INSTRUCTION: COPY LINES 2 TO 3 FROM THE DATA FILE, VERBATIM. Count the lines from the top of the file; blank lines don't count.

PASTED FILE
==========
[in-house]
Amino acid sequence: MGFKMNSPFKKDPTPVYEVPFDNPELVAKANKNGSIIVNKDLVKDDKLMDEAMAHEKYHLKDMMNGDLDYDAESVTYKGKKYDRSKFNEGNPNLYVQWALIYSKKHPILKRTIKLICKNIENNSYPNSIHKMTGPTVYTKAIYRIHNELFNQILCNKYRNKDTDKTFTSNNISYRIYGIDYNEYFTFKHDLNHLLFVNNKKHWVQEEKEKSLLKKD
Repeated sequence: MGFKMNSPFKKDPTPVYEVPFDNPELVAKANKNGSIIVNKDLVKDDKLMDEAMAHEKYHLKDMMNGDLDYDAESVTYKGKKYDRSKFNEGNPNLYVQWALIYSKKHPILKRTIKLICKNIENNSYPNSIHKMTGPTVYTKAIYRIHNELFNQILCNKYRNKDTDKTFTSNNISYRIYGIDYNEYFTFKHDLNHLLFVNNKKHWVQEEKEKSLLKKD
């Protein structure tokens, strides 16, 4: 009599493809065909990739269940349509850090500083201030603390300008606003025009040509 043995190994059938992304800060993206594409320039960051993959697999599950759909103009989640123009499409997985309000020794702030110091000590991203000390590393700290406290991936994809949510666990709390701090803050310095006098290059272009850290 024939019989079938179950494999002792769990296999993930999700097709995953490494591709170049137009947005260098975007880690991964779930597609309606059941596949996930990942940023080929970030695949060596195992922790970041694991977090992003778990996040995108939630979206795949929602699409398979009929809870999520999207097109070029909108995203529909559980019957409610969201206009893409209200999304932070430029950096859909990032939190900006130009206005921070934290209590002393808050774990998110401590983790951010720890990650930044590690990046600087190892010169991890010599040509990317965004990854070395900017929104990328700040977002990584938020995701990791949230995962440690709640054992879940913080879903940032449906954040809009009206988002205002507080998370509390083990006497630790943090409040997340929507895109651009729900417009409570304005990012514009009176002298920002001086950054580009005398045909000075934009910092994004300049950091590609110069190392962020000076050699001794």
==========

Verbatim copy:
Amino acid sequence: MGFKMNSPFKKDPTPVYEVPFDNPELVAKANKNGSIIVNKDLVKDDKLMDEAMAHEKYHLKDMMNGDLDYDAESVTYKGKKYDRSKFNEGNPNLYVQWALIYSKKHPILKRTIKLICKNIENNSYPNSIHKMTGPTVYTKAIYRIHNELFNQILCNKYRNKDTDKTFTSNNISYRIYGIDYNEYFTFKHDLNHLLFVNNKKHWVQEEKEKSLLKKD
Repeated sequence: MGFKMNSPFKKDPTPVYEVPFDNPELVAKANKNGSIIVNKDLVKDDKLMDEAMAHEKYHLKDMMNGDLDYDAESVTYKGKKYDRSKFNEGNPNLYVQWALIYSKKHPILKRTIKLICKNIENNSYPNSIHKMTGPTVYTKAIYRIHNELFNQILCNKYRNKDTDKTFTSNNISYRIYGIDYNEYFTFKHDLNHLLFVNNKKHWVQEEKEKSLLKKD